Our first opera of the evening is the only opera written by the great Russian composer Modest Mussorgsky, and is considered to be one of his masterpieces. Mussorgsky began writing Boris Godunov in 1868, using a play by the great Russian poet Alexander Pushkin as its basis. He submitted it to the Russian censors in 1870. His original submission was rejected by the censors for various reasons, ostensibly because it did not have a major female role, so Mussorgsky engaged in a radical expansion, adding multiple scenes, a female lead, and expanding several other female roles. This second version was premiered on January 27, 1874 with great success. Although it left the standard repertory for a while after Mussorgsky’s death, the efforts of the great Russian bass Feodor Chaliapin resurrected it, and it has been performed regularly ever since. It is a showpiece for the great bass singers, with multiple lead bass roles, and also has numerous strong choral parts. Beyond the preeminence of the bass parts, the real star of the show is Mussorgsky’s writing, as I have difficulty imagining any other operatic work that comes close to achieving the sort of regal, grand Russian style that Mussorgsky achieved here.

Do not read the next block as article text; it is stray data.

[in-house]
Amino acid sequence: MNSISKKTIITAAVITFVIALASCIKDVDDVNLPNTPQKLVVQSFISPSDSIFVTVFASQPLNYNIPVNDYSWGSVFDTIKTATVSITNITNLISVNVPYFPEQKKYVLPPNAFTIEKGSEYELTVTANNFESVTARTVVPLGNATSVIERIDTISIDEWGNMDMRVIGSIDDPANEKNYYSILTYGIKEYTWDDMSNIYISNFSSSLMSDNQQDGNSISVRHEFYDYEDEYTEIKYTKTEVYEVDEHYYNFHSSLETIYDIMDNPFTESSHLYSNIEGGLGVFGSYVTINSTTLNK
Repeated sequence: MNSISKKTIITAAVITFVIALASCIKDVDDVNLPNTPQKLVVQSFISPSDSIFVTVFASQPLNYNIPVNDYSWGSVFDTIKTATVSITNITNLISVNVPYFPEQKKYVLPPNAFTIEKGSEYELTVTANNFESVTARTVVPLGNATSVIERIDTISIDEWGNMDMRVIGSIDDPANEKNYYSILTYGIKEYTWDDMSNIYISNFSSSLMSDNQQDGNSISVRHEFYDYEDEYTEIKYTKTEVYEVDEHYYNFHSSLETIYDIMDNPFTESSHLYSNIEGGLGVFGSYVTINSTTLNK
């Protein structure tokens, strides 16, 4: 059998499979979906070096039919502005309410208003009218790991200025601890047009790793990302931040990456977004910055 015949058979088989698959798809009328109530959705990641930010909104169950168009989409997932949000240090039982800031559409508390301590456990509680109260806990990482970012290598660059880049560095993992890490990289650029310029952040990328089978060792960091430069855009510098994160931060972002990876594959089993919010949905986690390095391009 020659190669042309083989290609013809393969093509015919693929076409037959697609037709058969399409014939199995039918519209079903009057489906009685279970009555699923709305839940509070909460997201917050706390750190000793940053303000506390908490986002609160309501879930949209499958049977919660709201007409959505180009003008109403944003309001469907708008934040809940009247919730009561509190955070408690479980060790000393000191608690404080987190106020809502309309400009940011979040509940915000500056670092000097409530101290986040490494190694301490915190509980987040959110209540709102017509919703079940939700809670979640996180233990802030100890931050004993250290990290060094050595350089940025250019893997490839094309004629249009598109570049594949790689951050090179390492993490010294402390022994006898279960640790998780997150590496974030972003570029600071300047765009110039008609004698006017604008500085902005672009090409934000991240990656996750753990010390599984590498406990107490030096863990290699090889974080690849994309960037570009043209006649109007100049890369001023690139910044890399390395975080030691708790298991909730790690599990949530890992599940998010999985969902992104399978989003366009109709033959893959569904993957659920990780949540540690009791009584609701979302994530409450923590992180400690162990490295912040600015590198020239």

Tonight we’re going to hear a 1972 live recording that features another one of the great Russian basses, Nicolai Giaurov, along with Mark Reshetin, Aleksandr Vedernikov, Ludovic Spiess, Ruza Baldani, Antonin Grigoriev leading a large cast. The RAI Rome Symphony Orchestra and Chorus is directed by Boris Khaikin.
Our second opera of the evening is a work by Christoph Willibald Gluck, and his first major reform opera. He wrote Orfeo et Euridice in 1762 as part of an effort, along with other composers and dramatists, to get away from the opera seria trend, refocus operas on human drama and passion, and make the words and music to be of equal importance. His efforts were wildly successful, and he is seen as being a big influence on Mozart, Beethoven, Weber and Wagner, and on German opera in general, even though this actually qualifies as French opera. Variations on the plot used in Orfeo were also used in The Magic Flute, Fidelio, and even in Das Reingold. So it can be said that the opera that we are about to hear constitutes one of the major turning points in the history of opera.
Tonight’s recording is a 1993 recording that features Sylvia McNair (sop), Derek Lee Ragin (counter-tenor), and Cyndia Sieden (sop). The Monteverdi Choir and the English Baroque Soloists are directed by John Eliot Gardiner